Down on the bass region, what I’m hearing is a hump on the upper-mid bass that doesn’t give the bass the same clarity I’m hearing with the mids and highs. The low bass regions are also noticeably attenuated or recessed, making the TH-7B lack a proper low end weight. Though the upper bass punch is quite good, it doesn’t have the snap and the attack that makes the Sennheiser HD25-1 king in that area. Although the overall presentation of the TH-7B is moderately forward (less forward than the HD25-1, but more than the ATH M-50), the lack of snap in the bass makes it a weak Rock headphone. In a way, I would even prefer the Marshall Major headphone for its superior PRaT when playing Rock recordings, as the TH-7B’s superior technicalities isn’t helping it much when it comes to genres like Rock or Rap.
Any dynamic drivers these days are quite good in reproducing medium to semi-low bass, including the PX100-II which has a more “complete” bass than the TH-7B. So I don’t think it’s driver issues, but rather, perhaps somehow in the driver or the damping, the low bass has been attenuated to extreme levels, perhaps to avoid a boomy bass. Then in another fault that may also be a mistake in damping, the upper bass is noticeably bumped.
The TH-7 makes for a superb headphone for non bass heavy music like Josh Groban, Mumford and Sons, Pink Martini, or Norah Jones. It also makes a good classical headphones with its smooth tonality and excellent transparency (the TH-7 is very transparent of the source), but it’s only limited for chamber, cello, violin, stuff that doesn’t require bass impact. When paired with a good pop recording like the tracks from Norah Jones’ “…Featuring”, or Mumford and Sons’ “Sigh No More”, and with a relatively good source like the Audinst HUD-MX1, the sense of three dimensionality in the music is very good for a portable closed headphone, and easily the best I’ve heard from a headphone this size. The signature smooth and grainless sound have always been the main strengths of the Fostex T50RP ortho, but this time, I’m hearing a good three dimensional soundstage, as well as treble extension (and perhaps lows as well) that’s been quite common place in mid entry level dynamic headphones.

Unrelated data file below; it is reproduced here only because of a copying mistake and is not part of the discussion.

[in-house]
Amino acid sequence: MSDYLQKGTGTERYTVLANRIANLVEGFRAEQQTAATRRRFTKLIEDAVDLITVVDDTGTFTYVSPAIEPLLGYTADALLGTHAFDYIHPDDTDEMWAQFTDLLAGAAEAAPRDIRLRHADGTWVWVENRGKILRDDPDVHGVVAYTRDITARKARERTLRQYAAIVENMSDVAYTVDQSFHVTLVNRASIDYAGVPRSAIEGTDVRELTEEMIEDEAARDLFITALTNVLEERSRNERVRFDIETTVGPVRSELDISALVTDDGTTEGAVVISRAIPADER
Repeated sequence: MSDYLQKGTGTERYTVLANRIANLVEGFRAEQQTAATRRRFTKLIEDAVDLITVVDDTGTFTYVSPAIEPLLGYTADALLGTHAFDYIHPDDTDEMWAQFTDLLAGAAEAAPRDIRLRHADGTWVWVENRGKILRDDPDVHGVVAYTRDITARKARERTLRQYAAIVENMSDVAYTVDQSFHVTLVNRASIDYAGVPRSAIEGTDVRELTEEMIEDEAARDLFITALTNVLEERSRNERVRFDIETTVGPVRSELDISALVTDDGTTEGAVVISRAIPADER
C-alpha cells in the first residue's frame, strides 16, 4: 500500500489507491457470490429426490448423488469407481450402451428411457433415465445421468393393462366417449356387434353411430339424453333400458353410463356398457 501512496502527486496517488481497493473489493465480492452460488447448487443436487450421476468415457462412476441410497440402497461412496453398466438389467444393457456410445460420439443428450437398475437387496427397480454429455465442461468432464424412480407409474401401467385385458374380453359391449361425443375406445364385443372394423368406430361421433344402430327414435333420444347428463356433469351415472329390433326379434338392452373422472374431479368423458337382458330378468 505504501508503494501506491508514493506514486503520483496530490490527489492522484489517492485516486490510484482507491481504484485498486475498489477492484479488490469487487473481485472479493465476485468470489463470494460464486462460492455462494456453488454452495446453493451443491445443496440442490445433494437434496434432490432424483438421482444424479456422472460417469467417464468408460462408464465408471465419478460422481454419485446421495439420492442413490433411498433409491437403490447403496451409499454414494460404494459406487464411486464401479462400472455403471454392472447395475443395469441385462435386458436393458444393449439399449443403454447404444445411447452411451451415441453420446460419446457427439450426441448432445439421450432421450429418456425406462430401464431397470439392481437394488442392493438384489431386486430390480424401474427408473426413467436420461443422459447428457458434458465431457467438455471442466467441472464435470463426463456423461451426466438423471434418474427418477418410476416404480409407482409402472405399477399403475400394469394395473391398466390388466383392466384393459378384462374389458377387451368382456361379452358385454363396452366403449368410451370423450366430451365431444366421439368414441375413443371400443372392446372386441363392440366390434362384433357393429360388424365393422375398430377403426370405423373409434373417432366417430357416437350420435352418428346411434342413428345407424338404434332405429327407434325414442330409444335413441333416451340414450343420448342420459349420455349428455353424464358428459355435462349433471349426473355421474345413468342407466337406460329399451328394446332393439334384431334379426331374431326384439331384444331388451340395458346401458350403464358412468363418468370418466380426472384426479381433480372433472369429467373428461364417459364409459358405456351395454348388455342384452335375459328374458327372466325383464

The TH-7B’s 70Ohms, 98dB impedance and sensitivity makes it an easy load on portable players. The pleather pads feel more synthetic than the Audio Technica’s M-50 pads, but the TH-7B’s lighter weight and lighter clamping force makes it a more comfortable headphone overall.
The TH-7B is one of the most promising headphones I’ve heard, and especially more in the sub $100-$200 price bracket that it’s supposed to sell for. It’s supposed to retail close to U$200 in Japan, but I found that this online store in UK has it for £49.00, roughly USD 80 on today’s exchange rate. For $80, the TH-7B indeed would be one of the $100 headphones to put in your shopping list. The ortho smooth sound, the world-class soundstage depth, and the smooth ortho-like midrange is a combination that I haven’t quite find anywhere else.